Boris Johnson announces that the Withdrawal Agreement has received Royal Assent


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18 Responses

  1. dragonfrog says:

    The legislatures of Scotland, Northern Ireland, and Wales, all refused consent to the agreement. This is ugly.Report

    • Aaron David in reply to dragonfrog says:

      It sucks to be a conquered people.Report

      • dragonfrog in reply to Aaron David says:

        I have some attachment to the UK, and in particular the U part – being a citizen of the place, and having visited three of the four countries even though I’ve not lived there since I was a small child.

        But I wouldn’t blame the people of any of those three countries if they ended up splitting from England in order to stay in the EU. It’s what I’d want to do if I lived there.Report

        • Aaron David in reply to dragonfrog says:

          Well, NI has a good chance of it, being able to join up with the south and use its economic factors. Scotland is F’d in the B as they have no currency of their own, no natural attachments and a lot of handouts from the main country. I don’t think that Wales has a very large separative movement, but I could be wrong.

          Then again, “British economy will grow faster than eurozone rivals, says IMF”

          So, they got that going for them, which could be nice.Report

    • As I recall, England sends tax dollars to all three of NI, Scotland, and Wales. This may be on Boris’s mind.Report

    • PD Shaw in reply to dragonfrog says:

      Votes that matter relieve all a lot of responsibilities. The Sewel Convention states that (1) the UK Parliament will not “normally” (2) legislate on “devolved matters” without consent, (3) but there is no remedy if the UK Parliament ignores it. I don’t think anyone truly believes that EU membership is a devolved matter, these votes are intended to signal something.

      A majority of voters in Wales supported the referendum, though their political representatives have generally not.

      In Northern Ireland, a majority voted remain, but the DUP campaigned in favor of Brexit and is the largest party — their vote is against “this BREXIT” (and if you scrape the surface off their talk, its clear that they are opposed to the party privileges they lost in all of this) The second largest party is not opposed to BREXIT, they are opposed to the British.

      The main inflection point is Scotland, where a strong majority voted to remain, and in the Parliamentary elections sent a strong majority of the Scottish Nationalist Party to the UK Parliament. Opinion polls skin-of-the-teeth opposition to independence, but the UK government will oppose another referendum, while increasing spending in Scotland and other reforms to strengthen ties. This seems like the window for independence and its shrinking.Report

  2. Jaybird says:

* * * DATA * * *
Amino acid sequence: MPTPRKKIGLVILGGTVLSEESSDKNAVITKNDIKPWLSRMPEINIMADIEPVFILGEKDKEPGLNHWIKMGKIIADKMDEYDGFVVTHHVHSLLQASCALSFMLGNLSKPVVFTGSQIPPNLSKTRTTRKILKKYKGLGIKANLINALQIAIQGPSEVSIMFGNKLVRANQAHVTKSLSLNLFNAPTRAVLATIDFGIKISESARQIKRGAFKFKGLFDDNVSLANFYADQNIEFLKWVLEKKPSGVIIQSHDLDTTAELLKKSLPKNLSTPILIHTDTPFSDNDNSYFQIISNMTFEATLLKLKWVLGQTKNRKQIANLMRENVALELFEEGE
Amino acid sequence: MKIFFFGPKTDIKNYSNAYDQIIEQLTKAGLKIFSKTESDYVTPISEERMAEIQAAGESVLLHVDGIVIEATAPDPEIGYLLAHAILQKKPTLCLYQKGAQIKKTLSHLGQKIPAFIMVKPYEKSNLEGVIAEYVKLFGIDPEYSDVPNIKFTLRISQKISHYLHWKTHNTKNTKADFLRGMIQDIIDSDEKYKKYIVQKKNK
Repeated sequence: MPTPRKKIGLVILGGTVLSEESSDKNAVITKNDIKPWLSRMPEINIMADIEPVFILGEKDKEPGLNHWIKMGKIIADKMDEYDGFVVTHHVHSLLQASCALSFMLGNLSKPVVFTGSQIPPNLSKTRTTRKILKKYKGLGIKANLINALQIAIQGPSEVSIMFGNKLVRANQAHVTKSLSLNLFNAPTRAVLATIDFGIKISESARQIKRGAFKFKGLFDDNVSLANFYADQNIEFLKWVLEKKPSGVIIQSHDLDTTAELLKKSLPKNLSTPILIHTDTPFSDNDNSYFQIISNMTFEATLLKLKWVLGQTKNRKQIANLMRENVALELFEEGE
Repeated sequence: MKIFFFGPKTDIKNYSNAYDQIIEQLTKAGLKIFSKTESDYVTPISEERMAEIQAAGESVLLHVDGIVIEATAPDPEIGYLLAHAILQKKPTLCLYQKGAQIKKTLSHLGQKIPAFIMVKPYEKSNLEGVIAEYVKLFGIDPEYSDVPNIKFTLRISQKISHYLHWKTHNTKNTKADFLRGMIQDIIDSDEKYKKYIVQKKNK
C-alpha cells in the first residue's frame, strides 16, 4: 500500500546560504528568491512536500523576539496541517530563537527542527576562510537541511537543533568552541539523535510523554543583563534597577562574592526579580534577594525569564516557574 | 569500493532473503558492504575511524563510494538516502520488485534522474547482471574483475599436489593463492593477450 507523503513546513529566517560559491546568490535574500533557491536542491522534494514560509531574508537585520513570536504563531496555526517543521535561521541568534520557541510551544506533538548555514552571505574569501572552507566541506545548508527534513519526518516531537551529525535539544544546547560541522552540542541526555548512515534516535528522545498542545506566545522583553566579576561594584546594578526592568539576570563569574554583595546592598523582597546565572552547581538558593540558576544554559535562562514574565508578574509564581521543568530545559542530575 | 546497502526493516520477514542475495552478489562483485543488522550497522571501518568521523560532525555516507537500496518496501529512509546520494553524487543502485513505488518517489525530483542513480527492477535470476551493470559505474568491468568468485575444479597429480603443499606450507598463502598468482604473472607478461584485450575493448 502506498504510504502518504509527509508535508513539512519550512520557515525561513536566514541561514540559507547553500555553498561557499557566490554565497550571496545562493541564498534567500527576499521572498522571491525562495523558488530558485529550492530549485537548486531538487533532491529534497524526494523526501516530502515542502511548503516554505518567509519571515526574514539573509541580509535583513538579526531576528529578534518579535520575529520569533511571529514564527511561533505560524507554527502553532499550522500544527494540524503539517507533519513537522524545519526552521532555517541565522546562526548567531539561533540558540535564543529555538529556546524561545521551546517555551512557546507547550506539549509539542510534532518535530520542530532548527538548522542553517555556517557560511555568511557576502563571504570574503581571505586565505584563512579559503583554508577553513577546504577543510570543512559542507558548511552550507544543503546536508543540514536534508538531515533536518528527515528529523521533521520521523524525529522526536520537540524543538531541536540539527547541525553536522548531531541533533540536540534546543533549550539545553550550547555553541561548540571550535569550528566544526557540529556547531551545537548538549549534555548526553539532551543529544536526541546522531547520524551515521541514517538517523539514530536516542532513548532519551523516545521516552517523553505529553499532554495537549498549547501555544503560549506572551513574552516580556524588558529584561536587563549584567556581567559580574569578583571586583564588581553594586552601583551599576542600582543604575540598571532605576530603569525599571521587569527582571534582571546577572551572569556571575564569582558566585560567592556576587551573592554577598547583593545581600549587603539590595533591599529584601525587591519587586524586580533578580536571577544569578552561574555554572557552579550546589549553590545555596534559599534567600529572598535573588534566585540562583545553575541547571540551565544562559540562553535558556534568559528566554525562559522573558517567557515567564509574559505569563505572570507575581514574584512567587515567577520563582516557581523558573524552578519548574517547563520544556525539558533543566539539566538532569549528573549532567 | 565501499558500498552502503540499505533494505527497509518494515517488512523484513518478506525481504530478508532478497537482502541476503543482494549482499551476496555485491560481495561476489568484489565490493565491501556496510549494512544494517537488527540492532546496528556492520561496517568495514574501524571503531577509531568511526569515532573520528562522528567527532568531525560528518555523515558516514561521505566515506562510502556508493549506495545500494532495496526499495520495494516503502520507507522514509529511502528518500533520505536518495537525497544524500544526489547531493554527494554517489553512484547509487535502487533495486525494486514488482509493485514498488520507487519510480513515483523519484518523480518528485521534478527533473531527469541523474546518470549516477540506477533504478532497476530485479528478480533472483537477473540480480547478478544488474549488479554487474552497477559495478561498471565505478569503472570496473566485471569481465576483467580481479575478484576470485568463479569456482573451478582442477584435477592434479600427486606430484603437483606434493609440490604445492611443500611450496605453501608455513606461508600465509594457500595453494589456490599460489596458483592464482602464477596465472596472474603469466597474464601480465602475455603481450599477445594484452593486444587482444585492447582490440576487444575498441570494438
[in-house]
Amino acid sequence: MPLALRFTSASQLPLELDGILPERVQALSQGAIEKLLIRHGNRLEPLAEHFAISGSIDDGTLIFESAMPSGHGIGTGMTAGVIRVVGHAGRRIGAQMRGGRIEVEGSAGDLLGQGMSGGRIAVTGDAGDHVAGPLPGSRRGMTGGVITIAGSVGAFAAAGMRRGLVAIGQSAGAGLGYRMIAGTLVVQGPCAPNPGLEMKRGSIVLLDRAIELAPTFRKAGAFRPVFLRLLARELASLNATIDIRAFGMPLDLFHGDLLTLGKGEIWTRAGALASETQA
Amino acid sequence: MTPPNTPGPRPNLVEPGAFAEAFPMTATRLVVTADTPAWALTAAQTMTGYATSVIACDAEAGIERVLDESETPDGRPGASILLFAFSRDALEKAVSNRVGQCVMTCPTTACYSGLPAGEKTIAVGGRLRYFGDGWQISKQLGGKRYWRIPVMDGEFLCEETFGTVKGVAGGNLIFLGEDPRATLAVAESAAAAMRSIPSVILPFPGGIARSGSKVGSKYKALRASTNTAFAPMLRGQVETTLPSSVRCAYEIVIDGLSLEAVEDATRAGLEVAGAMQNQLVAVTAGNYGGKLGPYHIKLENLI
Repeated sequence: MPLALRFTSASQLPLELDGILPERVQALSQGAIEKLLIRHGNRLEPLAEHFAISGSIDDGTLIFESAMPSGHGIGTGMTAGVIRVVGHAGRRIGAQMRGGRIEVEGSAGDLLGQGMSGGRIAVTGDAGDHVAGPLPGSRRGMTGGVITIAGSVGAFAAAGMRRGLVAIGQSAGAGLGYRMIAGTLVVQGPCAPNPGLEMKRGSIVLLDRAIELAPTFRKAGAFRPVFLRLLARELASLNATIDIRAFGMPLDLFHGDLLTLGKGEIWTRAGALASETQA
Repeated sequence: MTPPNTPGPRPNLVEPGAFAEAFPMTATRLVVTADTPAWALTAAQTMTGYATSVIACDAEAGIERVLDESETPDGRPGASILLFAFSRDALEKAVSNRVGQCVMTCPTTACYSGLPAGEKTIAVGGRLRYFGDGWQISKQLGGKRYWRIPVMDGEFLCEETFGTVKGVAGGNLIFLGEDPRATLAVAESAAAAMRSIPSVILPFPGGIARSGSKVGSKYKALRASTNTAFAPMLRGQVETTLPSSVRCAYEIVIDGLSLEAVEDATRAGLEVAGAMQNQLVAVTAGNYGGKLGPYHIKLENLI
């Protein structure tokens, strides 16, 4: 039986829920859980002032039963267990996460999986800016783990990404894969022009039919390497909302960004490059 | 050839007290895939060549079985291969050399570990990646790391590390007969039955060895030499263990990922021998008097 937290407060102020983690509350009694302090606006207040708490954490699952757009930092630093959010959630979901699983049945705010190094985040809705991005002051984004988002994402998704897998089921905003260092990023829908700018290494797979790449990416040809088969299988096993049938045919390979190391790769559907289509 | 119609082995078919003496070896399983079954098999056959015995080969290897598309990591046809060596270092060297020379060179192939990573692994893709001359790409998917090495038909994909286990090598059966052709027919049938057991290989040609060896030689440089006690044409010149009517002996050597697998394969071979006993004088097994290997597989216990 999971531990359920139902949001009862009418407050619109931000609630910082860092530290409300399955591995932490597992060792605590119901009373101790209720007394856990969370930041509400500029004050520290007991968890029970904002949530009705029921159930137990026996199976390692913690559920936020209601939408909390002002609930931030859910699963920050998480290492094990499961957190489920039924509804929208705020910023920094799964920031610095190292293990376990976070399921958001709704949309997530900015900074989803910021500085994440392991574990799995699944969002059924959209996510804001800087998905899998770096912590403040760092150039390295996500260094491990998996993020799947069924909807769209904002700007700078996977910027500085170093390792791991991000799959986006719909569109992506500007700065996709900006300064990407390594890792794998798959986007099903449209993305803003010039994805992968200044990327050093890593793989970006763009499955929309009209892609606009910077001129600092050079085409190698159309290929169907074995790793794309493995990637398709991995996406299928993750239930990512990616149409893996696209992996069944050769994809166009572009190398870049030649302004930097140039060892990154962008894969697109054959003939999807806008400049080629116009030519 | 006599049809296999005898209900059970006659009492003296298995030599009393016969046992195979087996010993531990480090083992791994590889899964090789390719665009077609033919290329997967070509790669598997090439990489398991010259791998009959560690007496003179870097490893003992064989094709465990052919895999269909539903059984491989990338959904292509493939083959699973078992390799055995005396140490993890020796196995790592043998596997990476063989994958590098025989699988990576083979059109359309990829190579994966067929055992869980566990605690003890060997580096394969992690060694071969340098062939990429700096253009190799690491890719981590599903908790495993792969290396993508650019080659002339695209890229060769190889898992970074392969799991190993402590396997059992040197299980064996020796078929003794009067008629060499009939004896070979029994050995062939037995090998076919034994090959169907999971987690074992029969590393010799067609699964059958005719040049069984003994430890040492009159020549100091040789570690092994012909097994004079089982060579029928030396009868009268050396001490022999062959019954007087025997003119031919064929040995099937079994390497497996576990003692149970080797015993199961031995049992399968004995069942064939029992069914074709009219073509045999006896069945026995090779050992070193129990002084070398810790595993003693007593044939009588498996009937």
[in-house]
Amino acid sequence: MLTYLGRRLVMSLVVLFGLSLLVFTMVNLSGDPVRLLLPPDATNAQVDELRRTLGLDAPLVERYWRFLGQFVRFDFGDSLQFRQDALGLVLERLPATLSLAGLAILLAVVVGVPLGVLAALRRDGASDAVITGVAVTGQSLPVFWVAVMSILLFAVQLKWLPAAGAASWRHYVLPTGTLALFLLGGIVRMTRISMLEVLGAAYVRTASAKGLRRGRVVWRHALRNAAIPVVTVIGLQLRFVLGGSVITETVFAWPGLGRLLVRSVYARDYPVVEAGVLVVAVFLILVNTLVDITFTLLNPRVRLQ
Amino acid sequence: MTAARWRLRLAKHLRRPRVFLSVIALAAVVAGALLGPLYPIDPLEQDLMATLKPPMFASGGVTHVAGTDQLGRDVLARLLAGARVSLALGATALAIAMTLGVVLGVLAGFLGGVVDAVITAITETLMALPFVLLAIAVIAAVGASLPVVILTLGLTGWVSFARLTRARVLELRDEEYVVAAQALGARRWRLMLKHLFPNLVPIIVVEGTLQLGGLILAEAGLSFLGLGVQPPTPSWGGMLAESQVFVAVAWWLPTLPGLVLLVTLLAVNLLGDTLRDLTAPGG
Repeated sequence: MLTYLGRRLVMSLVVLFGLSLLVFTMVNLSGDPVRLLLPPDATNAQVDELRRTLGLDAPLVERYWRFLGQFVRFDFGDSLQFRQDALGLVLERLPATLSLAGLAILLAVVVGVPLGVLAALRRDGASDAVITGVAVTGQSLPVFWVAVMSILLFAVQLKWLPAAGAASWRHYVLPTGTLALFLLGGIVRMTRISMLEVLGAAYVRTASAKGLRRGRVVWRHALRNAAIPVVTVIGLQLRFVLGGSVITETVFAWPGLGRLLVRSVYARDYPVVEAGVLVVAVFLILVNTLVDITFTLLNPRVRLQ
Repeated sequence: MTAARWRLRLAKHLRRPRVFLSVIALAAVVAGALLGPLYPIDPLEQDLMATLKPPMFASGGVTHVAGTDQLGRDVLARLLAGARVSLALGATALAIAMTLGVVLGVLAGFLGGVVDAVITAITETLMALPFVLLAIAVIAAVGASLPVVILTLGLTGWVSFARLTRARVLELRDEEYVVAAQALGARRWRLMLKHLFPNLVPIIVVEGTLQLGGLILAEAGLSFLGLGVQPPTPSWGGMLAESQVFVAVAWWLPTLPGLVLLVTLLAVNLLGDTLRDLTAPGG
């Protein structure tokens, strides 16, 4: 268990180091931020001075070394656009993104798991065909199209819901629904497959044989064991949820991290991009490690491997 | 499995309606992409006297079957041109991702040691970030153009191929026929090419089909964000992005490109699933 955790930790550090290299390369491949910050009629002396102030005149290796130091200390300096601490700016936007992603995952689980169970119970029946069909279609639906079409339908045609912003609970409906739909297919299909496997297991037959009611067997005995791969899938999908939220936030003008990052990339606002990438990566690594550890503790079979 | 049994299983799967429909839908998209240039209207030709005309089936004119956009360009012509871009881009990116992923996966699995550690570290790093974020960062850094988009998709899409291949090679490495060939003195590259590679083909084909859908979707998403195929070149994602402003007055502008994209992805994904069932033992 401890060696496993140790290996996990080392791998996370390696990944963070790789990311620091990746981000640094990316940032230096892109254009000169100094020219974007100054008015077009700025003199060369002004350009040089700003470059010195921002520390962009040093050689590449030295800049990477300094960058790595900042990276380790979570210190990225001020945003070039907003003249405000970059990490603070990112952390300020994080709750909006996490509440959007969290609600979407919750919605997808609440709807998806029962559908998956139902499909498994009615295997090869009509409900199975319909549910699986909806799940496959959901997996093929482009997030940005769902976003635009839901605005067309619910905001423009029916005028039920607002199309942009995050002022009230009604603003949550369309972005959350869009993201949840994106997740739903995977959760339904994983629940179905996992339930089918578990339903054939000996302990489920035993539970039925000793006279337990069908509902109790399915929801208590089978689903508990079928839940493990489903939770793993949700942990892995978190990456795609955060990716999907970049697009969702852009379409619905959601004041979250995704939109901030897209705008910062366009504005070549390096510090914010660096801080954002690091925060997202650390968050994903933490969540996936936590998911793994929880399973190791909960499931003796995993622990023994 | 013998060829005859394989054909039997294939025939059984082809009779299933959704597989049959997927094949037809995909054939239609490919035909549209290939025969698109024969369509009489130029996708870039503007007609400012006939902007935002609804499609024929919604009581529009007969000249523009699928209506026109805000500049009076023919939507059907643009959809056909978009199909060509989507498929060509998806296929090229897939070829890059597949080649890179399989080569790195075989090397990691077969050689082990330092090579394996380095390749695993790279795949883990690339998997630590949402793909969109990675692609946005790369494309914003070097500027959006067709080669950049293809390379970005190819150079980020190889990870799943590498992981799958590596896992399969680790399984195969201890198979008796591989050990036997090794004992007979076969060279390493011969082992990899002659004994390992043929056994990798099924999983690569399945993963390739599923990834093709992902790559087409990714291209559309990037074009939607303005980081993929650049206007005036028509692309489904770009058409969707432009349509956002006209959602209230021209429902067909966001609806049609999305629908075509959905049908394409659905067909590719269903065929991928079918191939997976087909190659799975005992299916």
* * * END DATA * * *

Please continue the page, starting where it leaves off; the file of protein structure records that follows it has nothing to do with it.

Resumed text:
Hold up:


    • Michael Cain in reply to Jaybird says:

      So? At worse, it’s an announcement that the government has decided the UK won’t be in the single market after mid-2021. Given what’s already been said, it’s quite likely they won’t be in the single market after Dec 31, 2020 anyway. A better question is whether the Brexit deal means Northern Ireland has to adopt Article 13.Report

      • Jaybird in reply to Michael Cain says:

        I’ve seen many things about how bad Brexit would be.

        This is the first thing I’ve seen that says “huh… maybe there are upsides”.Report

        • Michael Cain in reply to Jaybird says:

          Some of the Brexit side have been asserting all along that getting out from under the EU’s regulatory regime (ie, leaving the single market) is an upside. Mostly those people seem to think a lot of regulations will simply go away: that Parliament can’t (or won’t be allowed to) pass replacements for all of the EU regulations that will no longer apply. The conspiracy crowd (eg, over at Lawyers, Guns & Money) says this will happen in particular in financial regulation, so the rich folks can turn the UK into a massive tax-avoidance and money-laundering machine.Report

          • Jaybird in reply to Michael Cain says:

            Oh, I’ve seen the Brexiteers saying that it’ll all be skittles and beer afterwards.

            But this is the first time that I’ve seen anything from a nominally non-pro-Brexit place admit that, okay, maybe *SOMETHING* good could come out of this in theory.Report

            • Michael Cain in reply to Jaybird says:

              I’m confused over which specific thing you think non-Brexiteers have said might be good about Brexit. Not adopting one aspect of EU copyright law? Having only part of the UK adopt that copyright law? Not being in the single market? Regulations disappearing in a haphazard fashion?Report

              • Jaybird in reply to Michael Cain says:

                I’ve only seen this piece from the BBC saying “huh, we might not have to deal with this aspect of EU copyright law”.

                The only other good things about Brexit that I’ve seen have come from, presumably biased, pro-Brexit outlets.

                Understand: I know that there might be bucketloads of “okay, maybe Brexit won’t be so bad” articles out there from the anti-Brexit outlets. I haven’t seen them, though. I’ve only seen “Brexit will be good” from the people who argued for it. “Brexit will be a *DISASTER*” is stuff I’ve seen from the anti-Brexit folks.

                And I say that not saying “and that’s the way the world is” but “and that’s the only stuff that has leaked into my ignorant little corner here across the pond”.Report

  3. George Turner says:

    Seeing the iconic British blue passports in The Daily Express makes it all worth it.


    “Your mother was a hamster” is a very British message to customs agents around the world. ^_^Report